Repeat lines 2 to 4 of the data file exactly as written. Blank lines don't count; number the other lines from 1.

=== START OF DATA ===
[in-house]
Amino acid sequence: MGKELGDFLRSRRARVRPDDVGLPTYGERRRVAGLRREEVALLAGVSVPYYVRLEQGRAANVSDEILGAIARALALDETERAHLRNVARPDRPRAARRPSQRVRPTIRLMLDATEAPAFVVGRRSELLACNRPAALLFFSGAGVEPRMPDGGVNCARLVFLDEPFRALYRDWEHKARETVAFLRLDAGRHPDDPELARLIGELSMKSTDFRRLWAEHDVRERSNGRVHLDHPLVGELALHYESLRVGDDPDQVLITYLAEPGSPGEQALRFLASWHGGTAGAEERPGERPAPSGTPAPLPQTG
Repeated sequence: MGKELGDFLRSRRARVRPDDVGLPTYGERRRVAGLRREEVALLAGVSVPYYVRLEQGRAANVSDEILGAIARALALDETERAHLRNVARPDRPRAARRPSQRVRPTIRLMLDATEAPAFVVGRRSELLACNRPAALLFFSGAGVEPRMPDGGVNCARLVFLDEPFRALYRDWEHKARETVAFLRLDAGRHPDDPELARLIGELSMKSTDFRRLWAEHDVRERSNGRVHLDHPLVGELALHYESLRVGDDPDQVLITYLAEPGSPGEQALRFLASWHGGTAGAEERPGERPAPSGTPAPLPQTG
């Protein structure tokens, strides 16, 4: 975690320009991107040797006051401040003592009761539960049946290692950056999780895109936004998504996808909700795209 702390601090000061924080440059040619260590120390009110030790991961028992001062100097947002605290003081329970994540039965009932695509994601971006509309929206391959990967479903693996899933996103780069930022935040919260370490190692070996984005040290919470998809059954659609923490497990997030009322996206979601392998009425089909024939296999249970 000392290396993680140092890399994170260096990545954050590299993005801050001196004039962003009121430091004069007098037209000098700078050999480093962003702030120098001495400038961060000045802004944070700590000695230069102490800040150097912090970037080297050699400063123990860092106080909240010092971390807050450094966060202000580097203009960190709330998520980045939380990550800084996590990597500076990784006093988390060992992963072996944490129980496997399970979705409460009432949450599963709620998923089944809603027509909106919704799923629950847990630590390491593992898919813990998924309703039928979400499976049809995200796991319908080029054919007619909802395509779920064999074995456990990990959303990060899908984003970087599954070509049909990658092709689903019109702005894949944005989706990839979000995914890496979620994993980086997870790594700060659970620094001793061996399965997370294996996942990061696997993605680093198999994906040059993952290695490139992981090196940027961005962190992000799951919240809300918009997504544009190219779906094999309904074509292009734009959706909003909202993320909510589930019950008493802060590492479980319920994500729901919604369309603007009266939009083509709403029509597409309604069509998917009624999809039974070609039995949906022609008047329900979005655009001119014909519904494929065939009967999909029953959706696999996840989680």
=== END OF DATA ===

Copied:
Amino acid sequence: MGKELGDFLRSRRARVRPDDVGLPTYGERRRVAGLRREEVALLAGVSVPYYVRLEQGRAANVSDEILGAIARALALDETERAHLRNVARPDRPRAARRPSQRVRPTIRLMLDATEAPAFVVGRRSELLACNRPAALLFFSGAGVEPRMPDGGVNCARLVFLDEPFRALYRDWEHKARETVAFLRLDAGRHPDDPELARLIGELSMKSTDFRRLWAEHDVRERSNGRVHLDHPLVGELALHYESLRVGDDPDQVLITYLAEPGSPGEQALRFLASWHGGTAGAEERPGERPAPSGTPAPLPQTG
Repeated sequence: MGKELGDFLRSRRARVRPDDVGLPTYGERRRVAGLRREEVALLAGVSVPYYVRLEQGRAANVSDEILGAIARALALDETERAHLRNVARPDRPRAARRPSQRVRPTIRLMLDATEAPAFVVGRRSELLACNRPAALLFFSGAGVEPRMPDGGVNCARLVFLDEPFRALYRDWEHKARETVAFLRLDAGRHPDDPELARLIGELSMKSTDFRRLWAEHDVRERSNGRVHLDHPLVGELALHYESLRVGDDPDQVLITYLAEPGSPGEQALRFLASWHGGTAGAEERPGERPAPSGTPAPLPQTG
């Protein structure tokens, strides 16, 4: 975690320009991107040797006051401040003592009761539960049946290692950056999780895109936004998504996808909700795209 702390601090000061924080440059040619260590120390009110030790991961028992001062100097947002605290003081329970994540039965009932695509994601971006509309929206391959990967479903693996899933996103780069930022935040919260370490190692070996984005040290919470998809059954659609923490497990997030009322996206979601392998009425089909024939296999249970 000392290396993680140092890399994170260096990545954050590299993005801050001196004039962003009121430091004069007098037209000098700078050999480093962003702030120098001495400038961060000045802004944070700590000695230069102490800040150097912090970037080297050699400063123990860092106080909240010092971390807050450094966060202000580097203009960190709330998520980045939380990550800084996590990597500076990784006093988390060992992963072996944490129980496997399970979705409460009432949450599963709620998923089944809603027509909106919704799923629950847990630590390491593992898919813990998924309703039928979400499976049809995200796991319908080029054919007619909802395509779920064999074995456990990990959303990060899908984003970087599954070509049909990658092709689903019109702005894949944005989706990839979000995914890496979620994993980086997870790594700060659970620094001793061996399965997370294996996942990061696997993605680093198999994906040059993952290695490139992981090196940027961005962190992000799951919240809300918009997504544009190219779906094999309904074509292009734009959706909003909202993320909510589930019950008493802060590492479980319920994500729901919604369309603007009266939009083509709403029509597409309604069509998917009624999809039974070609039995949906022609008047329900979005655009001119014909519904494929065939009967999909029953959706696999996840989680």